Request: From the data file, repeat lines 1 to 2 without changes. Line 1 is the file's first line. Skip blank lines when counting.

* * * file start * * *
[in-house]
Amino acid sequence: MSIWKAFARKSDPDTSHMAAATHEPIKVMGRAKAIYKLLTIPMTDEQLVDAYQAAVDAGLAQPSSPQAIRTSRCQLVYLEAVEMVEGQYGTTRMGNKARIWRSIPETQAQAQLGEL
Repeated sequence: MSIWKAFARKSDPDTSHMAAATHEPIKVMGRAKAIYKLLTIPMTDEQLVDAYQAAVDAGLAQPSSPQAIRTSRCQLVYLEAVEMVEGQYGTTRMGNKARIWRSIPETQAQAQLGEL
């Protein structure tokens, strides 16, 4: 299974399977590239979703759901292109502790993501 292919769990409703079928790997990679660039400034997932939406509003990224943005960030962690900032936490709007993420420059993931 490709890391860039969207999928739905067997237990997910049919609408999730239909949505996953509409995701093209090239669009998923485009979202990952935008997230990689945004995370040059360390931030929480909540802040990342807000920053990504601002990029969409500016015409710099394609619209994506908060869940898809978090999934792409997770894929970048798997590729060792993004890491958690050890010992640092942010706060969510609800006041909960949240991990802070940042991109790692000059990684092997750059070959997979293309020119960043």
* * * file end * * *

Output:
[in-house]
Amino acid sequence: MSIWKAFARKSDPDTSHMAAATHEPIKVMGRAKAIYKLLTIPMTDEQLVDAYQAAVDAGLAQPSSPQAIRTSRCQLVYLEAVEMVEGQYGTTRMGNKARIWRSIPETQAQAQLGEL